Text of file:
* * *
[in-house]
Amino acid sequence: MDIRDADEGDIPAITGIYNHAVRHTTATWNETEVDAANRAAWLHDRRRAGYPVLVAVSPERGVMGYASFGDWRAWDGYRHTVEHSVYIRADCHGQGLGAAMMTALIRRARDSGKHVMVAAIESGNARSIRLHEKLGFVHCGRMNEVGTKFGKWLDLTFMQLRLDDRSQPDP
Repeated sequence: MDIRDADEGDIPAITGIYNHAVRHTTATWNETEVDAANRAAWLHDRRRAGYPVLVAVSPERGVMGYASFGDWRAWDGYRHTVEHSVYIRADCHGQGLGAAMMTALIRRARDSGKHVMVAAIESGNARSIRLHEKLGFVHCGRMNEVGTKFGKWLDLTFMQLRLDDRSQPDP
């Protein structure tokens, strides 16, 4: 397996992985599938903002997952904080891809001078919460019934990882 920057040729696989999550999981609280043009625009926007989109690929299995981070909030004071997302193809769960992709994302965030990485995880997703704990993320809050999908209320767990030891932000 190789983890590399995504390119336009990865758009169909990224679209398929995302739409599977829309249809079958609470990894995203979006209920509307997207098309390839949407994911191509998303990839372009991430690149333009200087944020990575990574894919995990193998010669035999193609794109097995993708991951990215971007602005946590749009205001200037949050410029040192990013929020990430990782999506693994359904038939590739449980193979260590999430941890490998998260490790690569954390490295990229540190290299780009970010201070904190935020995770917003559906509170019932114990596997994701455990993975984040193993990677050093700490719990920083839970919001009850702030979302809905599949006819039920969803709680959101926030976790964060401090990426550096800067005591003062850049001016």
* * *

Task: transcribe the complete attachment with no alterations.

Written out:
[in-house]
Amino acid sequence: MDIRDADEGDIPAITGIYNHAVRHTTATWNETEVDAANRAAWLHDRRRAGYPVLVAVSPERGVMGYASFGDWRAWDGYRHTVEHSVYIRADCHGQGLGAAMMTALIRRARDSGKHVMVAAIESGNARSIRLHEKLGFVHCGRMNEVGTKFGKWLDLTFMQLRLDDRSQPDP
Repeated sequence: MDIRDADEGDIPAITGIYNHAVRHTTATWNETEVDAANRAAWLHDRRRAGYPVLVAVSPERGVMGYASFGDWRAWDGYRHTVEHSVYIRADCHGQGLGAAMMTALIRRARDSGKHVMVAAIESGNARSIRLHEKLGFVHCGRMNEVGTKFGKWLDLTFMQLRLDDRSQPDP
């Protein structure tokens, strides 16, 4: 397996992985599938903002997952904080891809001078919460019934990882 920057040729696989999550999981609280043009625009926007989109690929299995981070909030004071997302193809769960992709994302965030990485995880997703704990993320809050999908209320767990030891932000 190789983890590399995504390119336009990865758009169909990224679209398929995302739409599977829309249809079958609470990894995203979006209920509307997207098309390839949407994911191509998303990839372009991430690149333009200087944020990575990574894919995990193998010669035999193609794109097995993708991951990215971007602005946590749009205001200037949050410029040192990013929020990430990782999506693994359904038939590739449980193979260590999430941890490998998260490790690569954390490295990229540190290299780009970010201070904190935020995770917003559906509170019932114990596997994701455990993975984040193993990677050093700490719990920083839970919001009850702030979302809905599949006819039920969803709680959101926030976790964060401090990426550096800067005591003062850049001016």